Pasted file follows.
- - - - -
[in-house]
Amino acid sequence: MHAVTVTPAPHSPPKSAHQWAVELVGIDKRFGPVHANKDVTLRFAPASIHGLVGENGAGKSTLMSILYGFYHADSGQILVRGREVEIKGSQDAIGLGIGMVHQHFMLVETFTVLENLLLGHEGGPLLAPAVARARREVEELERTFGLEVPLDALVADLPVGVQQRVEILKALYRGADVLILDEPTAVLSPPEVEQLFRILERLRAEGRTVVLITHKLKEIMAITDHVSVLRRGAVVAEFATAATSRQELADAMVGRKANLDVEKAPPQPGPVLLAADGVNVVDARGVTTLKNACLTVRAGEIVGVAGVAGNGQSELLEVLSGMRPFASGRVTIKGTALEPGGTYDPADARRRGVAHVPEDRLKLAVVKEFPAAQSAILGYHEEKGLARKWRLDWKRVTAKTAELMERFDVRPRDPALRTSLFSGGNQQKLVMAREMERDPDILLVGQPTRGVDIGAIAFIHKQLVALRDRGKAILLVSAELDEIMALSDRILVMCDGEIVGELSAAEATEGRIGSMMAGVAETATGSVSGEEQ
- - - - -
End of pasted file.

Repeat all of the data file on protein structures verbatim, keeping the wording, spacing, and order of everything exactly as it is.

[in-house]
Amino acid sequence: MHAVTVTPAPHSPPKSAHQWAVELVGIDKRFGPVHANKDVTLRFAPASIHGLVGENGAGKSTLMSILYGFYHADSGQILVRGREVEIKGSQDAIGLGIGMVHQHFMLVETFTVLENLLLGHEGGPLLAPAVARARREVEELERTFGLEVPLDALVADLPVGVQQRVEILKALYRGADVLILDEPTAVLSPPEVEQLFRILERLRAEGRTVVLITHKLKEIMAITDHVSVLRRGAVVAEFATAATSRQELADAMVGRKANLDVEKAPPQPGPVLLAADGVNVVDARGVTTLKNACLTVRAGEIVGVAGVAGNGQSELLEVLSGMRPFASGRVTIKGTALEPGGTYDPADARRRGVAHVPEDRLKLAVVKEFPAAQSAILGYHEEKGLARKWRLDWKRVTAKTAELMERFDVRPRDPALRTSLFSGGNQQKLVMAREMERDPDILLVGQPTRGVDIGAIAFIHKQLVALRDRGKAILLVSAELDEIMALSDRILVMCDGEIVGELSAAEATEGRIGSMMAGVAETATGSVSGEEQ